If you work in music and could offer guidance to a musician, consider joining Co-Pilot today

There are many benefits to becoming a mentor for a musician. In the following article, we run through a few of the biggest positives; from gaining new skills and confidence, to building networks with other musician and mentors.

Applications to become a Co-Pilot mentor are open and if you would like to learn more about the process, please click the link below.

1. You will learn throughout Co-Pilot as well as your mentee 

A perception of mentor-mentee relationships is that the mentor is there solely to provide their mentee with guidance and advice, and not learn anything themselves. In reality, this could not be further from the truth. You will learn as much from being a mentor as they will learn from you. 

Past mentors have spoken about gaining professional confidence and newfound leadership skills from the experience, as well as learning to be a more patient and open person as a result of mentoring someone. Essentially, Co-Pilot is a truly two-way relationship where both of you will gain valuable new skills and knowledge.

2. You will help someone to fulfil their potential 

The feel good factor” from inspiring someone throughout Co-Pilot cannot be understated. While the time commitment is small, you are taking an active role in another person’s personal growth, so you’ll naturally become invested in their achievements and successes. 

It may only be one year but this is a crucial point in the life of your mentee and their and professional development. Do not underestimate the sense of fulfilment from helping someone along their journey and seeing them grow. 

I have felt really fulfilled by helping someone along their journey and seeing them grow. It’s been a key point in Chris’ life and I was able to support him. It sounds simple but that’s something I will miss, a feel-good factor.
Benny Bizzie, rapper and producer, Co-Pilot mentor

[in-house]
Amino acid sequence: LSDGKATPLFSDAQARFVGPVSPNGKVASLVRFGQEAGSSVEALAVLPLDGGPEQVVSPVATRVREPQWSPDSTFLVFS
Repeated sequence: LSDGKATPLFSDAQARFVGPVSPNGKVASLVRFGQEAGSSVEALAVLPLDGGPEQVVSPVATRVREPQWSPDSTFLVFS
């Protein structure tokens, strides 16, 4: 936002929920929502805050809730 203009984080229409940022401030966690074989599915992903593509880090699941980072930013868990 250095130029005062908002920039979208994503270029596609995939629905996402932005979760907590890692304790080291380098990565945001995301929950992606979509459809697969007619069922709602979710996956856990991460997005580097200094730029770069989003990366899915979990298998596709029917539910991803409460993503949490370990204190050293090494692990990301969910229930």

3. Small time commitment 

If you are concerned about not having enough time to fully commit to Co-Pilot, then rest assured. The time commitment is small and the initiative’s impact is potentially huge. Mentors are asked to complete 8 hours of contact with their mentee over a 6‑month period, via one-to-one video conferencing. 

This time commitment can be fulfilled at a speed that suits each mentor-mentee pair. Greater details about time commitments can be found here.

Benny Bizzie

4. You may already be acting like a mentor 

It is normal in supportive musical communities for people to help, support and inspire one another with different creative projects and artistic development. In reality, being a Co-Pilot mentor is just a way of formalising these kinds of relationships that already exist. 

If you are feeling anxious that you may not be the mentor type’, being a mentor is less intimidating than you think. You may already be acting in a mentor capacity with other musicians in your community and just not realise it. 

At first I was reluctant to join Co-Pilot, but I gained confidence and learned so much from being a mentor. I was initially unsure about the knowledge and guidance I could provide my mentee but I realised I knew much more than I thought. I would recommend the Co-Pilot scheme for both mentors and mentees.
Emma Aucouturier, Senior Manager (Universal Music Group), Co-Pilot mentor

5. You can build relationships/​networks with other mentors 

All Co-Pilot mentors have the opportunity to meet one another throughout the process. In the past, they have used these meetings as a chance to discuss how the experience has been for them, as well as share best tips and practice. 

Each mentor will also have the opportunity to attend expert practitioner webinars and develop their own professional practice and career.